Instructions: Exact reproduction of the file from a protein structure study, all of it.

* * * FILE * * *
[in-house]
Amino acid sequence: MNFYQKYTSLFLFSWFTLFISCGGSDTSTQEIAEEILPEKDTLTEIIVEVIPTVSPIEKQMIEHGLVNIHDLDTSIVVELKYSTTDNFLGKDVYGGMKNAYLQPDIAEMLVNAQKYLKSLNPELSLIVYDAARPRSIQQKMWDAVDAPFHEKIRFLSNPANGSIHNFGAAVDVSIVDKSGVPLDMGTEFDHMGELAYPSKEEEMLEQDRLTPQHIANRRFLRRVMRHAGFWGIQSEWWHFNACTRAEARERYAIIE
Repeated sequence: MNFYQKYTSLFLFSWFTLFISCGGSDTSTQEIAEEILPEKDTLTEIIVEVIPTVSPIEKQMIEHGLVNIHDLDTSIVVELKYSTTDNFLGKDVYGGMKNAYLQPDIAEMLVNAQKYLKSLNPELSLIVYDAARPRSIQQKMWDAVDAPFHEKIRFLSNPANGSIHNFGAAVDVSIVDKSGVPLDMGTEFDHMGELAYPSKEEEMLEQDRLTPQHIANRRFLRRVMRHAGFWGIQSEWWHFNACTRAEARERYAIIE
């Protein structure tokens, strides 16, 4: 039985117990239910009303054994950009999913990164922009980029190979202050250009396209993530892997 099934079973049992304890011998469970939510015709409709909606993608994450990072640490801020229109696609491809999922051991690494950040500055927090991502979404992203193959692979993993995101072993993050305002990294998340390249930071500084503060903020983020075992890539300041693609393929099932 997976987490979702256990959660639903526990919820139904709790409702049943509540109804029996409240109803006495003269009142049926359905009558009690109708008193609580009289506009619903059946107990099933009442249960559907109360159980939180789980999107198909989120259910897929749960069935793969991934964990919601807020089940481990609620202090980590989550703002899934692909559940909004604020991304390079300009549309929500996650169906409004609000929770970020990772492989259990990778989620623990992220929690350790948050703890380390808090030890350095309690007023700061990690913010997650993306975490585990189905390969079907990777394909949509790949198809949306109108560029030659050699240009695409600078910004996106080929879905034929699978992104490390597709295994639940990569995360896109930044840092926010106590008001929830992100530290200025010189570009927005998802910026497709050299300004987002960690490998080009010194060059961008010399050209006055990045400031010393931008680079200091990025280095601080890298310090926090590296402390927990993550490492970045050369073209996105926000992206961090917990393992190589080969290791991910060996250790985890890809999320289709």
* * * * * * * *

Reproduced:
[in-house]
Amino acid sequence: MNFYQKYTSLFLFSWFTLFISCGGSDTSTQEIAEEILPEKDTLTEIIVEVIPTVSPIEKQMIEHGLVNIHDLDTSIVVELKYSTTDNFLGKDVYGGMKNAYLQPDIAEMLVNAQKYLKSLNPELSLIVYDAARPRSIQQKMWDAVDAPFHEKIRFLSNPANGSIHNFGAAVDVSIVDKSGVPLDMGTEFDHMGELAYPSKEEEMLEQDRLTPQHIANRRFLRRVMRHAGFWGIQSEWWHFNACTRAEARERYAIIE
Repeated sequence: MNFYQKYTSLFLFSWFTLFISCGGSDTSTQEIAEEILPEKDTLTEIIVEVIPTVSPIEKQMIEHGLVNIHDLDTSIVVELKYSTTDNFLGKDVYGGMKNAYLQPDIAEMLVNAQKYLKSLNPELSLIVYDAARPRSIQQKMWDAVDAPFHEKIRFLSNPANGSIHNFGAAVDVSIVDKSGVPLDMGTEFDHMGELAYPSKEEEMLEQDRLTPQHIANRRFLRRVMRHAGFWGIQSEWWHFNACTRAEARERYAIIE
């Protein structure tokens, strides 16, 4: 039985117990239910009303054994950009999913990164922009980029190979202050250009396209993530892997 099934079973049992304890011998469970939510015709409709909606993608994450990072640490801020229109696609491809999922051991690494950040500055927090991502979404992203193959692979993993995101072993993050305002990294998340390249930071500084503060903020983020075992890539300041693609393929099932 997976987490979702256990959660639903526990919820139904709790409702049943509540109804029996409240109803006495003269009142049926359905009558009690109708008193609580009289506009619903059946107990099933009442249960559907109360159980939180789980999107198909989120259910897929749960069935793969991934964990919601807020089940481990609620202090980590989550703002899934692909559940909004604020991304390079300009549309929500996650169906409004609000929770970020990772492989259990990778989620623990992220929690350790948050703890380390808090030890350095309690007023700061990690913010997650993306975490585990189905390969079907990777394909949509790949198809949306109108560029030659050699240009695409600078910004996106080929879905034929699978992104490390597709295994639940990569995360896109930044840092926010106590008001929830992100530290200025010189570009927005998802910026497709050299300004987002960690490998080009010194060059961008010399050209006055990045400031010393931008680079200091990025280095601080890298310090926090590296402390927990993550490492970045050369073209996105926000992206961090917990393992190589080969290791991910060996250790985890890809999320289709």